NBCSN’s coverage of the 2019-20 NHL season continues with Tuesday’s matchup between the New York Rangers and Tampa Bay Lightning. Coverage begins at 6:30 p.m. ET on NBCSN. You can watch the game online and on the NBC Sports app by clicking here.
There were four days between the Rangers buying out the final two years of Kevin Shattenkirk’s contract and the Lightning signing the 30-year-old defenseman to a one-year deal. Despite how swift his fortunes changed, there was a period of anger and frustration at not being able to make the “hometown boy returns” story work out.
Shattenkirk hails from New Rochelle, N.Y., which is about 20 miles outside of New York City. When he became an unrestricted free agent in 2017, it was clear that the Rangers would be atop his preferred destinations list. He would sign a four-year, $26.6 million deal to head home, but nothing went right during his two-season stop in the Big Apple.
During training camp in 2017 Shattenkirk suffered a meniscus tear in his left knee, an injury that would bother him during his entire tenure in New York. He played only 46 games in 2017-18, with surgery ending his season that January. Last season he managed to get into 73 games, but it was clear he wasn’t himself. He scored only two goals and recorded 28 points and was healthy scratched while trying to fight through the knee issue.
When the Rangers made the buyout official on August 1, he felt plenty of emotions.
“On a personal level, for not being able to make it work from my end, and when a team makes that decision you want to prove them wrong,” Shattenkirk told NBC Sports on Monday.
Shattenkirk was at a low point and began to question himself. But then the phone started to ring. Considering he’d been bought out, a team looking to add to its blue line wouldn’t need to shell out major bucks to sign him, and would be banking on a bounce-back season from the now-healthy defenseman. It was a rollercoaster few days, but the interest level from other NHL teams helped restore his confidence.
“All of a sudden you start to realize that there are a lot of teams out there that could use you and may value you,” he said. “In my mind, it was something I was able to move through pretty quickly and it allowed me to focus on the season again. I was pretty driven this summer to have a big bounce-back season regardless of where I was. I think being able to know I was coming to Tampa and being on this calibre of a team, I wanted to make sure I was ready to go when the time training camp started.”
The knee injury is in the past now and the results show it. Shattenkirk, who’s been mostly paired with Victor Hedman, is third on the Lightning in minutes played, averaging 20:30 a night, and he’s tied for fourth on the team in points with seven, which includes four goals. The pressures of having to perform in your hometown or having to play like a No. 1 defenseman and produce on a regular basis is absent now in Tampa.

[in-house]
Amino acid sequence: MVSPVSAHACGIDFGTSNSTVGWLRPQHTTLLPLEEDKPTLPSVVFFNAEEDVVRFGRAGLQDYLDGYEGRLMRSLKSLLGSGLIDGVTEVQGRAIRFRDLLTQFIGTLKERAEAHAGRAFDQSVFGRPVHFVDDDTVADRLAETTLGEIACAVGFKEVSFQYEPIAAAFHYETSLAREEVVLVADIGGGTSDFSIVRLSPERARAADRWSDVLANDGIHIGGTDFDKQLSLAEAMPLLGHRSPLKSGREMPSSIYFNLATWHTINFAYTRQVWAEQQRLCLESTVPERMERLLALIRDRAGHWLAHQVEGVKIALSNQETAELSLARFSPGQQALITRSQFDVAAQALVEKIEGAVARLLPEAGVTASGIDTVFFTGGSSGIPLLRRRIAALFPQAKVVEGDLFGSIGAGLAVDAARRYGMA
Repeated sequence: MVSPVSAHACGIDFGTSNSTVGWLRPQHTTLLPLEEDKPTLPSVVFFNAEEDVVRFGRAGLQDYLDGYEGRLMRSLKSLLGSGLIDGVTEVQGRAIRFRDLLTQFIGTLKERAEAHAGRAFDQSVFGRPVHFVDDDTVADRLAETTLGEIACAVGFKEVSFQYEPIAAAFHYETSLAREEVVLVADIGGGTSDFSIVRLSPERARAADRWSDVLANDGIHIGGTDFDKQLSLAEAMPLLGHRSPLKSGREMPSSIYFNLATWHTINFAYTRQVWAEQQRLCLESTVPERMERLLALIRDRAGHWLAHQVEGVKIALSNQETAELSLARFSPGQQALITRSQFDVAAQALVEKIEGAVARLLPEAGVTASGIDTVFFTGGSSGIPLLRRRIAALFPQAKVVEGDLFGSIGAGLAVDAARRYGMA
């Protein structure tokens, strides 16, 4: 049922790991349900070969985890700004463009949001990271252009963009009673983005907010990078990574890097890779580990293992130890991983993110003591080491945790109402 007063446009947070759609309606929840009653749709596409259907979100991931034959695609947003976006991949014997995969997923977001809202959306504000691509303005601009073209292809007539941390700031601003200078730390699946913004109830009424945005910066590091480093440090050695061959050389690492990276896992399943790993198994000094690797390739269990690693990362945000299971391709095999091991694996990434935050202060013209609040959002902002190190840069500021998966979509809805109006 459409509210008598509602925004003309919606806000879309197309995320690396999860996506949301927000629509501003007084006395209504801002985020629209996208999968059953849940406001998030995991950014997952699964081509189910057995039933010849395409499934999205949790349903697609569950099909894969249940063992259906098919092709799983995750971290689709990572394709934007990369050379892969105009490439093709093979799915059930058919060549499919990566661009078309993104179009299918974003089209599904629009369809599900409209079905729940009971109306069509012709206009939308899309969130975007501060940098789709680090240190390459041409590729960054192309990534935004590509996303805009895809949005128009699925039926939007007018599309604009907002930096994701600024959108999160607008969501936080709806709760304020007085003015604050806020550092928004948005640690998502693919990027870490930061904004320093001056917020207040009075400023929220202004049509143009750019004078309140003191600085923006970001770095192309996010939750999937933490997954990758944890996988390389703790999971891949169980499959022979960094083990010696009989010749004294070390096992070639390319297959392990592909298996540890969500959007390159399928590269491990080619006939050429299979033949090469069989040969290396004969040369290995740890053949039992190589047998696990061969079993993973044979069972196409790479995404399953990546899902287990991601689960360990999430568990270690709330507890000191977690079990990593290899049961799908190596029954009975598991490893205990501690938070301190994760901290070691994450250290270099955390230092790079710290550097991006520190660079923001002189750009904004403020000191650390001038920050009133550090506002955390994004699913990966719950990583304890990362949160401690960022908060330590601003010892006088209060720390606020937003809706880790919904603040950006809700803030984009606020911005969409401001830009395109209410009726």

“There’s a lot of guys who are above me in that role and it just allows me to fit in to my role perfectly,” he said. “It’s been comforting, it’s been nice to be here. Great group of guys, great fans, and I think they all appreciate for what I bring to the table. It’s up to me to not try to be more than they need me to be.”
Shattenkirk spent this past summer training in Connecticut with Ben Prentiss, who has worked with NHLers James van Riemsdyk, Jonathan Quick, Cam Atkinson, Charlie McAvoy, and Jack Eichel, among many others. He also focused on edge work in his skating with skills coach Erik Nates, whom Shattenkirk has used in the past.
“When you have an injury like [my knee], you tend to overcompensate and you don’t realize you’re losing a lot in your stride,” he said. “I had a lot of bad habits in there I needed to break. It helped me out tremendously.”
A healthy Shattenkirk returns to New York City Tuesday night for the first time as a member of the Lightning. Because Tampa’s games this week are at the Rangers, Devils, and Islanders, family and friends in the area won’t descend upon one specific game, they’ll instead spread out among the three, and others will be watching from Mustang Harry’s, a sports bar not far from Madison Square Garden.
It remains to be seen what kind of salute the Rangers have in store for Shattenkirk. The defenseman said he wasn’t sure what kind of reception he would receive from the Garden faithful, but knowing the area as well as he does, he’s ready for anything.
“I had a great time playing there. They were very supportive of me and obviously knowing what I was going through,” he said. “But it’s New York, and if you don’t perform in New York they have something to say about it. I’m sure there’ll be a couple of boo birds out [Tuesday] night, but that’s New York, and that’s something I’m accustomed to growing up there and being a New York fan. In a way, it’ll probably make me laugh a little bit on the inside, but that’s how you’ve got to approach it and we’ll see how it goes.”
Brendan Burke and Pierre McGuire will call Lightning-Rangers from Madison Square Garden in New York, N.Y. Paul Burmeister will anchor tonight’s studio coverage with Jeremy Roenick and Patrick Sharp.
Sean Leahy is a writer for Pro Hockey Talk on NBC Sports. Drop him a line at firstname.lastname@example.org or follow him on Twitter @Sean_Leahy.